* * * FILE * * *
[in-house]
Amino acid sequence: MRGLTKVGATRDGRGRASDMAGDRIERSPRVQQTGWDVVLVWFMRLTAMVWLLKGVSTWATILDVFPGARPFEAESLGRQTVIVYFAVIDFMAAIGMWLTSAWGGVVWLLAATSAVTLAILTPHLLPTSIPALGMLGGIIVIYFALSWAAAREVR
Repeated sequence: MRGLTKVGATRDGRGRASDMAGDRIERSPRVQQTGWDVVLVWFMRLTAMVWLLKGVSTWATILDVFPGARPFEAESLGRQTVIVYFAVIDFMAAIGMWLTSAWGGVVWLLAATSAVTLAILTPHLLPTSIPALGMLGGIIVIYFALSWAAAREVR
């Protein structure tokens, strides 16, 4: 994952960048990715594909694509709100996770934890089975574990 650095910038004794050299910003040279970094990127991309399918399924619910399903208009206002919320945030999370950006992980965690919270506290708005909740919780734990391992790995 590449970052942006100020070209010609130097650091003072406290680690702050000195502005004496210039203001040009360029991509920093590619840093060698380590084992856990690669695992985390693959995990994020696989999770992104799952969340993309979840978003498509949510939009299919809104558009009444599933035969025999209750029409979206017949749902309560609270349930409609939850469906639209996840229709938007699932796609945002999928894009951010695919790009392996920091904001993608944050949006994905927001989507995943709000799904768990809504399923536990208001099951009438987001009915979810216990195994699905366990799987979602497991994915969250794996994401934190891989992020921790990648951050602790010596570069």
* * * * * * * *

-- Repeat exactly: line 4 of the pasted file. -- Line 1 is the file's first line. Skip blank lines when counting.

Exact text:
């Protein structure tokens, strides 16, 4: 994952960048990715594909694509709100996770934890089975574990 650095910038004794050299910003040279970094990127991309399918399924619910399903208009206002919320945030999370950006992980965690919270506290708005909740919780734990391992790995 590449970052942006100020070209010609130097650091003072406290680690702050000195502005004496210039203001040009360029991509920093590619840093060698380590084992856990690669695992985390693959995990994020696989999770992104799952969340993309979840978003498509949510939009299919809104558009009444599933035969025999209750029409979206017949749902309560609270349930409609939850469906639209996840229709938007699932796609945002999928894009951010695919790009392996920091904001993608944050949006994905927001989507995943709000799904768990809504399923536990208001099951009438987001009915979810216990195994699905366990799987979602497991994915969250794996994401934190891989992020921790990648951050602790010596570069």